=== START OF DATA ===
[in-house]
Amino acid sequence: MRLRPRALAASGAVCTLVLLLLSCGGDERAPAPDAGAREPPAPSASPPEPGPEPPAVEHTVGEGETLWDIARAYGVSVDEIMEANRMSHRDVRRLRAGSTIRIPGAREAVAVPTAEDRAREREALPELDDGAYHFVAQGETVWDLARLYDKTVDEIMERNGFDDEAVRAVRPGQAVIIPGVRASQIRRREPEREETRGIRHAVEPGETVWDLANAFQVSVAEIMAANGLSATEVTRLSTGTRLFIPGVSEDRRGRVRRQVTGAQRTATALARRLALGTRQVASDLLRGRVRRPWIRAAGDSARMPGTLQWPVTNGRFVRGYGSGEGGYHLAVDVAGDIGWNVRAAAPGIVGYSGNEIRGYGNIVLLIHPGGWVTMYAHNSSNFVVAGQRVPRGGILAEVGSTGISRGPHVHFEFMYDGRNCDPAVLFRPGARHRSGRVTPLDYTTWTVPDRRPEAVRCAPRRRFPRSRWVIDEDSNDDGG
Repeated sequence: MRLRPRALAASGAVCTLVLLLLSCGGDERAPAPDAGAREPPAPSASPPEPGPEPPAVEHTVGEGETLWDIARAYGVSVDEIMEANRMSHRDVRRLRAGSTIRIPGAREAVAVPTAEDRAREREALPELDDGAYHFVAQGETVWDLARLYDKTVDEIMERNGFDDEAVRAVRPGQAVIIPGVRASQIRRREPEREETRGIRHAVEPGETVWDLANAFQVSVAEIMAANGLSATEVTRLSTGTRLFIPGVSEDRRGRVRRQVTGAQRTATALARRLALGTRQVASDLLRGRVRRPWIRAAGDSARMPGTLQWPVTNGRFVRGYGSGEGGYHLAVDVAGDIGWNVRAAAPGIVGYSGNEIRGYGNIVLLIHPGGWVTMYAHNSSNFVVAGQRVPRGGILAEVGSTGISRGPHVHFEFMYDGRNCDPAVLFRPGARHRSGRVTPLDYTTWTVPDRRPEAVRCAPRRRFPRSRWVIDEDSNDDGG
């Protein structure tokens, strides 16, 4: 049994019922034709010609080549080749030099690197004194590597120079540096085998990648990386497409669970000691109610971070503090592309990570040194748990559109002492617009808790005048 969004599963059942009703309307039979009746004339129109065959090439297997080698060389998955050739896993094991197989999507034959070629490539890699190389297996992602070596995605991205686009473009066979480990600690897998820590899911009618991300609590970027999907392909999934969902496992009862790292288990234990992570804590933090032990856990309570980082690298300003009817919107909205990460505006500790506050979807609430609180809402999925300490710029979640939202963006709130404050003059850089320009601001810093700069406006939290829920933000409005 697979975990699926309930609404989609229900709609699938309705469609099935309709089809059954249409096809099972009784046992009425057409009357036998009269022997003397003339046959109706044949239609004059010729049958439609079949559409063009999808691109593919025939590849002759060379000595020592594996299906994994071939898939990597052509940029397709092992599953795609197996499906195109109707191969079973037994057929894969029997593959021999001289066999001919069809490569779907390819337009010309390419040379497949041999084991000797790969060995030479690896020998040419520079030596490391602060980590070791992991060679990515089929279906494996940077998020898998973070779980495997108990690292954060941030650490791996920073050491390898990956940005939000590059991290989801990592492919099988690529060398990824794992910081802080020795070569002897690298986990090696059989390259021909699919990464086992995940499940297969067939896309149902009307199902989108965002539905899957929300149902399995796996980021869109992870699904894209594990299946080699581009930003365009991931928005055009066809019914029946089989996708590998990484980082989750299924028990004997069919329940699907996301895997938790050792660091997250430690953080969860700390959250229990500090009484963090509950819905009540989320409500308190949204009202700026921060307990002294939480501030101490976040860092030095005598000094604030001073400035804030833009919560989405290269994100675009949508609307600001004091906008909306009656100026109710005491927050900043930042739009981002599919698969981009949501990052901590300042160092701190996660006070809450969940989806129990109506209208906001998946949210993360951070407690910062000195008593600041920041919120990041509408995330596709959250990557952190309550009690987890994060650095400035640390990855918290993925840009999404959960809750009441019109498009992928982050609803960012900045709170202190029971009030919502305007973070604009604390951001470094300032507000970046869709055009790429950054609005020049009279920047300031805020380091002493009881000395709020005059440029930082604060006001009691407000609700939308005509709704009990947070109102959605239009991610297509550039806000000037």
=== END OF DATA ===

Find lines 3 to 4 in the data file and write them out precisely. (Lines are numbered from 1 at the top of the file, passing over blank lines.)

Repeated sequence: MRLRPRALAASGAVCTLVLLLLSCGGDERAPAPDAGAREPPAPSASPPEPGPEPPAVEHTVGEGETLWDIARAYGVSVDEIMEANRMSHRDVRRLRAGSTIRIPGAREAVAVPTAEDRAREREALPELDDGAYHFVAQGETVWDLARLYDKTVDEIMERNGFDDEAVRAVRPGQAVIIPGVRASQIRRREPEREETRGIRHAVEPGETVWDLANAFQVSVAEIMAANGLSATEVTRLSTGTRLFIPGVSEDRRGRVRRQVTGAQRTATALARRLALGTRQVASDLLRGRVRRPWIRAAGDSARMPGTLQWPVTNGRFVRGYGSGEGGYHLAVDVAGDIGWNVRAAAPGIVGYSGNEIRGYGNIVLLIHPGGWVTMYAHNSSNFVVAGQRVPRGGILAEVGSTGISRGPHVHFEFMYDGRNCDPAVLFRPGARHRSGRVTPLDYTTWTVPDRRPEAVRCAPRRRFPRSRWVIDEDSNDDGG
């Protein structure tokens, strides 16, 4: 049994019922034709010609080549080749030099690197004194590597120079540096085998990648990386497409669970000691109610971070503090592309990570040194748990559109002492617009808790005048 969004599963059942009703309307039979009746004339129109065959090439297997080698060389998955050739896993094991197989999507034959070629490539890699190389297996992602070596995605991205686009473009066979480990600690897998820590899911009618991300609590970027999907392909999934969902496992009862790292288990234990992570804590933090032990856990309570980082690298300003009817919107909205990460505006500790506050979807609430609180809402999925300490710029979640939202963006709130404050003059850089320009601001810093700069406006939290829920933000409005 697979975990699926309930609404989609229900709609699938309705469609099935309709089809059954249409096809099972009784046992009425057409009357036998009269022997003397003339046959109706044949239609004059010729049958439609079949559409063009999808691109593919025939590849002759060379000595020592594996299906994994071939898939990597052509940029397709092992599953795609197996499906195109109707191969079973037994057929894969029997593959021999001289066999001919069809490569779907390819337009010309390419040379497949041999084991000797790969060995030479690896020998040419520079030596490391602060980590070791992991060679990515089929279906494996940077998020898998973070779980495997108990690292954060941030650490791996920073050491390898990956940005939000590059991290989801990592492919099988690529060398990824794992910081802080020795070569002897690298986990090696059989390259021909699919990464086992995940499940297969067939896309149902009307199902989108965002539905899957929300149902399995796996980021869109992870699904894209594990299946080699581009930003365009991931928005055009066809019914029946089989996708590998990484980082989750299924028990004997069919329940699907996301895997938790050792660091997250430690953080969860700390959250229990500090009484963090509950819905009540989320409500308190949204009202700026921060307990002294939480501030101490976040860092030095005598000094604030001073400035804030833009919560989405290269994100675009949508609307600001004091906008909306009656100026109710005491927050900043930042739009981002599919698969981009949501990052901590300042160092701190996660006070809450969940989806129990109506209208906001998946949210993360951070407690910062000195008593600041920041919120990041509408995330596709959250990557952190309550009690987890994060650095400035640390990855918290993925840009999404959960809750009441019109498009992928982050609803960012900045709170202190029971009030919502305007973070604009604390951001470094300032507000970046869709055009790429950054609005020049009279920047300031805020380091002493009881000395709020005059440029930082604060006001009691407000609700939308005509709704009990947070109102959605239009991610297509550039806000000037």